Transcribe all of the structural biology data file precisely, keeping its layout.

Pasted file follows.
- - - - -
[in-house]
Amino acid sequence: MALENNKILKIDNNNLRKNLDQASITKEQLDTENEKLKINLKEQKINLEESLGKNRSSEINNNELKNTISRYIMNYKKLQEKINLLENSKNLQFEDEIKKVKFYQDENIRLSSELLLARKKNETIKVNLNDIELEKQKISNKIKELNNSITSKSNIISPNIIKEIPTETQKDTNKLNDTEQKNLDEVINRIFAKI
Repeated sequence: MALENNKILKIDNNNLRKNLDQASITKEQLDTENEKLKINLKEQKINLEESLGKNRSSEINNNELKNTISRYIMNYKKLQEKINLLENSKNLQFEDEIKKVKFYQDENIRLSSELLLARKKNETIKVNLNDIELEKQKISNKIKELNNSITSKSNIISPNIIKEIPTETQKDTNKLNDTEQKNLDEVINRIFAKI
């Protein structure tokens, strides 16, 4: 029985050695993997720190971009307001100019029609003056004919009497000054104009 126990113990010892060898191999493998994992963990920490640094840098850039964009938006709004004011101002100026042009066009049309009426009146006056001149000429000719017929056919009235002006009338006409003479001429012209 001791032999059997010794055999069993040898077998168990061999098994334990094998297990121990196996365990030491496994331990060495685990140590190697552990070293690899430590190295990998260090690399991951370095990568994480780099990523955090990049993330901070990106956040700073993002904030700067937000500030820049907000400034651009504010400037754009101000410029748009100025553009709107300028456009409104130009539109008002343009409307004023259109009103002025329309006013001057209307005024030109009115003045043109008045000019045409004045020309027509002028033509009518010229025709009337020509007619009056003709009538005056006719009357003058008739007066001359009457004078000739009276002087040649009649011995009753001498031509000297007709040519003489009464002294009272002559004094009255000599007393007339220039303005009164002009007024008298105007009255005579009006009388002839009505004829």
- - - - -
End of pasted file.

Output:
[in-house]
Amino acid sequence: MALENNKILKIDNNNLRKNLDQASITKEQLDTENEKLKINLKEQKINLEESLGKNRSSEINNNELKNTISRYIMNYKKLQEKINLLENSKNLQFEDEIKKVKFYQDENIRLSSELLLARKKNETIKVNLNDIELEKQKISNKIKELNNSITSKSNIISPNIIKEIPTETQKDTNKLNDTEQKNLDEVINRIFAKI
Repeated sequence: MALENNKILKIDNNNLRKNLDQASITKEQLDTENEKLKINLKEQKINLEESLGKNRSSEINNNELKNTISRYIMNYKKLQEKINLLENSKNLQFEDEIKKVKFYQDENIRLSSELLLARKKNETIKVNLNDIELEKQKISNKIKELNNSITSKSNIISPNIIKEIPTETQKDTNKLNDTEQKNLDEVINRIFAKI
């Protein structure tokens, strides 16, 4: 029985050695993997720190971009307001100019029609003056004919009497000054104009 126990113990010892060898191999493998994992963990920490640094840098850039964009938006709004004011101002100026042009066009049309009426009146006056001149000429000719017929056919009235002006009338006409003479001429012209 001791032999059997010794055999069993040898077998168990061999098994334990094998297990121990196996365990030491496994331990060495685990140590190697552990070293690899430590190295990998260090690399991951370095990568994480780099990523955090990049993330901070990106956040700073993002904030700067937000500030820049907000400034651009504010400037754009101000410029748009100025553009709107300028456009409104130009539109008002343009409307004023259109009103002025329309006013001057209307005024030109009115003045043109008045000019045409004045020309027509002028033509009518010229025709009337020509007619009056003709009538005056006719009357003058008739007066001359009457004078000739009276002087040649009649011995009753001498031509000297007709040519003489009464002294009272002559004094009255000599007393007339220039303005009164002009007024008298105007009255005579009006009388002839009505004829």